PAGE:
Urban Cowboy Scans the Grey Horizon

My knees ache.  Either I’ve been sitting too long or there’s a storm coming.  Perhaps the pain’s less something predictive and more something psychosomatic, my affinity for cowboy sky watching informing my neurology such that knowing snow’s on the way breeds interstitial agony across both knees.  I like that better than getting old.  I wholeheartedly refuse that.

I’m looking forward to the snow.  We’ve had none worth mentioning in more than a year.  As a child I’d hope for storms after storms, renewing the landscape every week or so, making a casual walk into the exploration of alien terrain.   Even in the few decades I’ve been sapient the temperatures have changed.  Now I compromise with the fates and ask just for one blizzard per year.  One week or weekend where everything shuts down.  Where the baffle of snow mutes the popular noises of a small city.  Where the world turns soft and cold at the same time, soft as a matter of form and cold in a deep chill’s dispassionate theft of limbs and life, the hungry thing in whose cage you’ve left your fingers rest too long.  I fill suited to that sort of dangerous comfort.  I look forward to that bit of adventure.

I had a piece rejected, so there’s movement on that front.  It’s been in and back out again so immediately as to make one question whether the rejection even happened.  It’s a good place to be, here, where I am so little invested in any singular submission as to feel nothing at a single rejection.  Of course, I’d rather it’d been taken, but if it isn’t to have been, I’m glad the sensed loss is akin to a hair rather than a tooth.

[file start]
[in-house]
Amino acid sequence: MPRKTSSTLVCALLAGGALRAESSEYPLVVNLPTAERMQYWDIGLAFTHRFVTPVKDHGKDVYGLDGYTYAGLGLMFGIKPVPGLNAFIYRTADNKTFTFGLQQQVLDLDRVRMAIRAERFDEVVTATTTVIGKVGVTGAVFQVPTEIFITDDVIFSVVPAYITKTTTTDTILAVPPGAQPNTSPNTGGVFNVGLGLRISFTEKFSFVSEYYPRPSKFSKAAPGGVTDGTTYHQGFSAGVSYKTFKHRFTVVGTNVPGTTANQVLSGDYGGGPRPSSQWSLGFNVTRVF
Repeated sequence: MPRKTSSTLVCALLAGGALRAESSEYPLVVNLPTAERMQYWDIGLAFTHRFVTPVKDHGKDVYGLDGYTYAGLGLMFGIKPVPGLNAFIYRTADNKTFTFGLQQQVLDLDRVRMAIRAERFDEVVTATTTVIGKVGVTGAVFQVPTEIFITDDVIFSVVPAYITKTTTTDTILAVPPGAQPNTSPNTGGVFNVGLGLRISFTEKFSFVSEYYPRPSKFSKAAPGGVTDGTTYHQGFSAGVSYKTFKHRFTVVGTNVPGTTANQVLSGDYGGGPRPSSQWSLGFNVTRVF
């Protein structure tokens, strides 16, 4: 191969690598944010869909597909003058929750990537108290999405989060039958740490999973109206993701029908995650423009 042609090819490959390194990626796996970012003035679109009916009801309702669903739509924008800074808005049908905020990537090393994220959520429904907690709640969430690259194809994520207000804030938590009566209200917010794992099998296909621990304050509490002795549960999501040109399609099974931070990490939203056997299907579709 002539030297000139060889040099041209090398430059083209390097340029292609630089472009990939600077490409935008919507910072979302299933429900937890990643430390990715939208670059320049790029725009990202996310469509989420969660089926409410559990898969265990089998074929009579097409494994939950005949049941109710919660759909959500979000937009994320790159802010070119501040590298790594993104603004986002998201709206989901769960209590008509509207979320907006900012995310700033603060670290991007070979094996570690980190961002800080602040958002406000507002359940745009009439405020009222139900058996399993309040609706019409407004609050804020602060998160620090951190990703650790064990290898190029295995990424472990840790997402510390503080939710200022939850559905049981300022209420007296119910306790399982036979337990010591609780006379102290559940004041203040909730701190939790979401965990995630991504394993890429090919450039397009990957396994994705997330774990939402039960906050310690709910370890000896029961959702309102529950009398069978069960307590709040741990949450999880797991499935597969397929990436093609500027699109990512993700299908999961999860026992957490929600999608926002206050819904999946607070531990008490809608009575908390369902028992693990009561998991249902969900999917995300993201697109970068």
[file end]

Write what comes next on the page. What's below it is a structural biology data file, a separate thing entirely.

I’ve been offered the job at a certain pay rate.  I’ve responded with the suggestion of a slightly higher pay rate.  Let’s see what they (the mighty, universal, faceless THEY that working for a company engenders) say.  Maybe I’ll get a few extra pennies for the same work.  It doesn’t hurt to ask (especially when one is as willing as I to walk away fromt he offer).

I haven’t done much of my own writing.  I’m getting into franchise father (Fight Club)  or deadbeat dad territory.  I’m having fun creating the stories but I don’t want to stick around to finish them.  I’ve got at least three short stories in dire need of hard edits, all which I’d like to finish before february marks the return to Life in a Glass House.  Two months of short stories is as much time as I can really justify for cleansing my palette.  Any more delay is, at this point, just procrastination.  All the more so if I don’t manage to finish any of those short stories.  I don’t know how much spare mental change I’ll have for side projects while I’m working through the novel and freelance editing.

If the snow comes my hermitage will seem justified.  That extra layer of guilt will slough off for a few days and I’ll be better able to enact the great get done.  Perhaps I’ll finish those short stories.  Maybe I’ll start in on my novel a couple of weeks early.  Maybe I’ll just take a walk through the quietly humming tundra with nothing on my mind but the sound and the peaceful emptiness it breeds.